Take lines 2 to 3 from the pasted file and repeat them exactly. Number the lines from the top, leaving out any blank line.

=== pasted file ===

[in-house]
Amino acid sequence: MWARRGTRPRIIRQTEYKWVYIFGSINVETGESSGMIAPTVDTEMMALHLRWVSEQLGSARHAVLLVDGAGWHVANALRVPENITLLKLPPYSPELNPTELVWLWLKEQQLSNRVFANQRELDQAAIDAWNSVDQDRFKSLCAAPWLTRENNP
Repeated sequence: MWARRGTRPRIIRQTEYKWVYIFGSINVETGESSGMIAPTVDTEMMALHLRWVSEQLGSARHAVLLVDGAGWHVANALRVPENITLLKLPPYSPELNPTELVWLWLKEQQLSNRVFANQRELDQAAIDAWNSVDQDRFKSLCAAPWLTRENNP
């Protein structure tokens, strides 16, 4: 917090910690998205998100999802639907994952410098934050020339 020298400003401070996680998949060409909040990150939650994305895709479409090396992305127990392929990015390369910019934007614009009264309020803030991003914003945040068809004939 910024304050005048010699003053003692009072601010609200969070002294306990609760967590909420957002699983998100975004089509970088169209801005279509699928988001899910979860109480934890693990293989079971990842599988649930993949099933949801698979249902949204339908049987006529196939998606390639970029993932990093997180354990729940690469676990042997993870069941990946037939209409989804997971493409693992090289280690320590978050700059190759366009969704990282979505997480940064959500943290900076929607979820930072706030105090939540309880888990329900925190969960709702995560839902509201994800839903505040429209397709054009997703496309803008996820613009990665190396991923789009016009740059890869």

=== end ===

Amino acid sequence: MWARRGTRPRIIRQTEYKWVYIFGSINVETGESSGMIAPTVDTEMMALHLRWVSEQLGSARHAVLLVDGAGWHVANALRVPENITLLKLPPYSPELNPTELVWLWLKEQQLSNRVFANQRELDQAAIDAWNSVDQDRFKSLCAAPWLTRENNP
Repeated sequence: MWARRGTRPRIIRQTEYKWVYIFGSINVETGESSGMIAPTVDTEMMALHLRWVSEQLGSARHAVLLVDGAGWHVANALRVPENITLLKLPPYSPELNPTELVWLWLKEQQLSNRVFANQRELDQAAIDAWNSVDQDRFKSLCAAPWLTRENNP